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Johnson’s foes lurking, need Texas repeat

13 November 2009

The sight of Jimmie Johnson's smashed and steaming car sitting near the inside wall at Texas Motor Speedway last Sunday should have been raw meat to the eyes of the dwindling few who still have shots at winning this year's Chase for the NASCAR Sprint Cup.

It should have plucked their predatory gene and caused them to jump like wild boars on Bambi. But about all that Johnson's rare moment of misfortune did was leave the three or four Chase drivers closest behind him hoping that it happens again. Preferably twice in the next two races.

When, after the Texas race, Mark Martin said, “There's two races left, you never know what's going to happen”, he undoubtedly meant just that: Johnson needs to run into trouble and preferably in this weekend's Checker O'Reilly Auto Parts 500 at Phoenix International Raceway, to keep the door open for others.

Good luck with the bad-luck thing at PIR for Martin, Jeff Gordon, Kurt Busch and Tony Stewart — the four guys who are within 200 points of Johnson — because on paper, the desert mile is a Jimmie Zone.

Said Johnson this week, “I would say that looking at the schedule, the best track remaining for us would be PIR.”

Ouch.

Johnson's numbers there have to be viewed as disheartening for those who think the scene of Johnson and crew chief Chad Knaus sitting at the lead table at the postseason banquet is getting old.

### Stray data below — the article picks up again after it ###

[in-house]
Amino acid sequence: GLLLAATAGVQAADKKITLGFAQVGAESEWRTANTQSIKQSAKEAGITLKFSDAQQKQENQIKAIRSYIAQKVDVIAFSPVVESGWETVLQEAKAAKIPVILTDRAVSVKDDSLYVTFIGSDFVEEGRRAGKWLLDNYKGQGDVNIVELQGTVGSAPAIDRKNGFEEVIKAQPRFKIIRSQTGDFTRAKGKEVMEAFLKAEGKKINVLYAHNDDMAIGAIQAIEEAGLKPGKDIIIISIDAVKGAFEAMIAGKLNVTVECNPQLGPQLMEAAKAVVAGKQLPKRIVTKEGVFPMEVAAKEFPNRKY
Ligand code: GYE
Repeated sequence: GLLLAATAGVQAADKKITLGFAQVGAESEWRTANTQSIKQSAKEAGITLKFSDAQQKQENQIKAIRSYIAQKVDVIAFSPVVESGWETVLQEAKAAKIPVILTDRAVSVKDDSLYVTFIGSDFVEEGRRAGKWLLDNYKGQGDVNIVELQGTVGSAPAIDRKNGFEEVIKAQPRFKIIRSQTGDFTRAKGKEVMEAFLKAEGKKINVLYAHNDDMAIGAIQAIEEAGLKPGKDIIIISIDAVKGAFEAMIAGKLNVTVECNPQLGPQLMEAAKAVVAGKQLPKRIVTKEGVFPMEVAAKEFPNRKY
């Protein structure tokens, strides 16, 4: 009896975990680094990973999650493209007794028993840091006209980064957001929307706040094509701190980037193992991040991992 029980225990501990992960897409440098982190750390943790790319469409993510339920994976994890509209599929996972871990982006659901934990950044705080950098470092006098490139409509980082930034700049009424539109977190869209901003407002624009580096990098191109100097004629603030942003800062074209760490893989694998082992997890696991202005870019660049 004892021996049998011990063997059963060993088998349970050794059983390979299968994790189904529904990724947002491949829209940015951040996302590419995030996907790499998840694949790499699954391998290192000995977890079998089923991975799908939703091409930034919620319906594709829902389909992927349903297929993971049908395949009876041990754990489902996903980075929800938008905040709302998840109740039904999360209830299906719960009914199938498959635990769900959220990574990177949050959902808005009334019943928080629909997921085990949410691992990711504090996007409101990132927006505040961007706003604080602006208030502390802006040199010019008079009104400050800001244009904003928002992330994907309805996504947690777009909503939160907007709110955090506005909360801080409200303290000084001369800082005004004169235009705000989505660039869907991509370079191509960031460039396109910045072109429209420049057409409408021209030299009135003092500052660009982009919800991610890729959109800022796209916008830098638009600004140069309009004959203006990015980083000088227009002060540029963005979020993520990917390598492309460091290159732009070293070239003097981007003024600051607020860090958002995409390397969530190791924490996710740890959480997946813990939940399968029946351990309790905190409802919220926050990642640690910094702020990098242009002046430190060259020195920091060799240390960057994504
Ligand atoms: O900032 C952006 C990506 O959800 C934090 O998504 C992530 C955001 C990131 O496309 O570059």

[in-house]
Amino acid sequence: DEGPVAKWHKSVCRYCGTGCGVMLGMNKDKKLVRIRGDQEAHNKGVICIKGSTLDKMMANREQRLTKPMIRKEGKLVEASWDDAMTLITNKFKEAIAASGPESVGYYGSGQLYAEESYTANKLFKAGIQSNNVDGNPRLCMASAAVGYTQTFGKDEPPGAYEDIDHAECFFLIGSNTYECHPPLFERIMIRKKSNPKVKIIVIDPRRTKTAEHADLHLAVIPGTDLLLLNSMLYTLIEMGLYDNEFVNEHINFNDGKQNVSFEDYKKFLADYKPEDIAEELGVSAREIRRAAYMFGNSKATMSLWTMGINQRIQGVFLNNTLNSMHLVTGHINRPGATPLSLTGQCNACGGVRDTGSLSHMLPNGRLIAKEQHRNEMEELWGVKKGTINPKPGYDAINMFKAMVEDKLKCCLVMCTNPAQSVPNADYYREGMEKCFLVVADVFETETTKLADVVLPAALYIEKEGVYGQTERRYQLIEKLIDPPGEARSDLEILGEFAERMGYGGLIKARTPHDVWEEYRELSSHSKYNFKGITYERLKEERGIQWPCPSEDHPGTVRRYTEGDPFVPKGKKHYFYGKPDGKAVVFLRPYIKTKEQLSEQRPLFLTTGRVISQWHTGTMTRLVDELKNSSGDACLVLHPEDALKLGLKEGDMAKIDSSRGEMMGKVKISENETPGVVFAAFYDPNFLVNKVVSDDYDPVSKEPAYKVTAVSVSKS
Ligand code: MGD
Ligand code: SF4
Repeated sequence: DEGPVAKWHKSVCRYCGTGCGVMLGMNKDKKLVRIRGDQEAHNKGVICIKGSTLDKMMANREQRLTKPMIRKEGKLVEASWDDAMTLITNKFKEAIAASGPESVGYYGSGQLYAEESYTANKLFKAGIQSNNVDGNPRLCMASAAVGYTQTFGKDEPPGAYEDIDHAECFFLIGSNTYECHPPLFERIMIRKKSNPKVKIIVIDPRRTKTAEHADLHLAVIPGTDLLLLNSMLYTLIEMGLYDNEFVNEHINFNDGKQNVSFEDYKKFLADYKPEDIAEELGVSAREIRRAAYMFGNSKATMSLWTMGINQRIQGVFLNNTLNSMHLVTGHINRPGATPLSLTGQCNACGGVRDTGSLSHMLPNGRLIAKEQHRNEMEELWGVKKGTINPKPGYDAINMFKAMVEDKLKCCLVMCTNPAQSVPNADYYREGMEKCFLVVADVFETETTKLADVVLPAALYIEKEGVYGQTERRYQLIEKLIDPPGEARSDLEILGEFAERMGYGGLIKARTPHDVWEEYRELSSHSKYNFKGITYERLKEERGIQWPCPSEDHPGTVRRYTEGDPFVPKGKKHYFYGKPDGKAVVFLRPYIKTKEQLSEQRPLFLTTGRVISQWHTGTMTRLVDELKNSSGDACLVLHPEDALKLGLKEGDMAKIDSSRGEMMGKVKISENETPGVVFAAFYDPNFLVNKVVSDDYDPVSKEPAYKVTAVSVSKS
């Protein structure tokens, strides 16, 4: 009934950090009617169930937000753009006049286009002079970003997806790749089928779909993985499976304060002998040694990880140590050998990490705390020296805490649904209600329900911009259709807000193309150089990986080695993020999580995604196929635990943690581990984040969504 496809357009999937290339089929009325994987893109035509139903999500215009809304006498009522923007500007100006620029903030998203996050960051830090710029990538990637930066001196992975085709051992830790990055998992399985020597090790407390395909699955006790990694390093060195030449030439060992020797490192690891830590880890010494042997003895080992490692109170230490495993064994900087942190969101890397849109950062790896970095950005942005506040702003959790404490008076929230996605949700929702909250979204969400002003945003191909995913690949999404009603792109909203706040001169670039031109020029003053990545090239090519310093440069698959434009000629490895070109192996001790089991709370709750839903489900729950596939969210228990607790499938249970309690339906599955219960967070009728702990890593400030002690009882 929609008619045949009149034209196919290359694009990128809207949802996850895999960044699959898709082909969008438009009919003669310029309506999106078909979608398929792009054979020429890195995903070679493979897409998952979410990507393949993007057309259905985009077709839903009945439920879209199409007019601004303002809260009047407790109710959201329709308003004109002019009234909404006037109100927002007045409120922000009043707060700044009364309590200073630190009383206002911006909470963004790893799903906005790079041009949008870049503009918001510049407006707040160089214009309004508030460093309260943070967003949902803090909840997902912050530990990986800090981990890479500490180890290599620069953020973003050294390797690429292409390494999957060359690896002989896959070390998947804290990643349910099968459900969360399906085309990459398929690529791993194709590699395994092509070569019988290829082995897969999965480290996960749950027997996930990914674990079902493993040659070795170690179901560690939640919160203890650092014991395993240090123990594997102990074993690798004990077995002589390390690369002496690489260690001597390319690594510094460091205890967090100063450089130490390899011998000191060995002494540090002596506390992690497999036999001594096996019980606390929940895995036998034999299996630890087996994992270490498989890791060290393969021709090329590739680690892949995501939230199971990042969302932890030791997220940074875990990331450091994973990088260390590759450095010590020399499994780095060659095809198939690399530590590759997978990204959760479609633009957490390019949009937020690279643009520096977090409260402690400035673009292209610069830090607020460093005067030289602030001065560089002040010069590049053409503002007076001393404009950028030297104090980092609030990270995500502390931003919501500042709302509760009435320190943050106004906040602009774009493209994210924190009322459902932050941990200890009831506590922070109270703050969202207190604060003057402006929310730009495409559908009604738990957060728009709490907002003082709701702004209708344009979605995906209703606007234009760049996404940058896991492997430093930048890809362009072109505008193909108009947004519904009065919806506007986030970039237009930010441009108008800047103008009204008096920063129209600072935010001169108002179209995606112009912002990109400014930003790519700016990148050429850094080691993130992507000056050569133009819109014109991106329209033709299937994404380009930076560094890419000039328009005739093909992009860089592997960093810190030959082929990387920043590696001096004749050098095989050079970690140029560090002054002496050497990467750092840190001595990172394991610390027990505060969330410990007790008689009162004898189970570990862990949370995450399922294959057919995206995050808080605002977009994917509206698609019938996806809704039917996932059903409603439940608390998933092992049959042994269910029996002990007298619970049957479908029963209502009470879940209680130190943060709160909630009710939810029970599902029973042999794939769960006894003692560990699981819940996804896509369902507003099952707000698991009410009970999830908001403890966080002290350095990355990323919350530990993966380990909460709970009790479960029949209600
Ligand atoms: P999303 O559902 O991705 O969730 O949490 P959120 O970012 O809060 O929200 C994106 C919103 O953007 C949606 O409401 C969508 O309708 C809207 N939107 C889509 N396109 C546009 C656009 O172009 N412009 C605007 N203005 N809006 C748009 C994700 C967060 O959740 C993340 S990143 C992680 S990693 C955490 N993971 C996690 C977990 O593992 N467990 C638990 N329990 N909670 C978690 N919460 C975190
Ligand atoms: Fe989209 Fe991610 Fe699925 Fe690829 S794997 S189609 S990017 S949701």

Johnson has three victories at Phoenix. That is not only best among the twelve Chase drivers, it is best among all active drivers. Heck, it's best among all drivers period at the track, which began hosting Cup races in 1988.

The numbers only get more grim from there for the Chasers: Johnson's average finish is 5.4 in his twelve starts, and his 506 laps led is third best among active drivers.

Here is the worst of the horrible news for the anti-Johnson and pro-exciting-conclusion-to-the-Chase folks: the #48 Hendrick Motorsports Chevy has been running at the end of every race at Phoenix.

That's right, no DNFs.

“Going back to Phoenix is exciting for us,” Johnson said. “It's one of the tracks ... that I feel we can get a victory at and hopefully make some more cool things take place in the points.”

The four drivers who have any chance of catching Johnson would rather have the cool things happen to them.

Probably the good news on that front is that all four are good at Phoenix. All have won races there, and all have average finishing positions of 12.5 or better.

And all were saying the right things despite their respective point deficits — 73 for Martin, 112 for Gordon, 171 for Busch and 178 for Stewart — this week.

Like Martin, who said, “I don't know why everybody tries to cap this thing off and doesn't just wait and watch. There are still two races to go and still things that can happen.”

And Gordon, who said, “A lot can happen in these final two races. There are hundreds of moments that you have as a team every single weekend that maybe don't materialize, or that don't get seen by the public or even the media. But we see it. There are close calls all the time, and it can happen at any time. I get through every race and think, 'Whew, we survived this moment or that moment.' ”

But there, contained in Gordon's statement, it is again: Not so subtle admission that it is going to take at least one more round of car disfigurement on Johnson's part to put real drama back into the Chase.

Probably two.

by Jim Pedley/Sporting News


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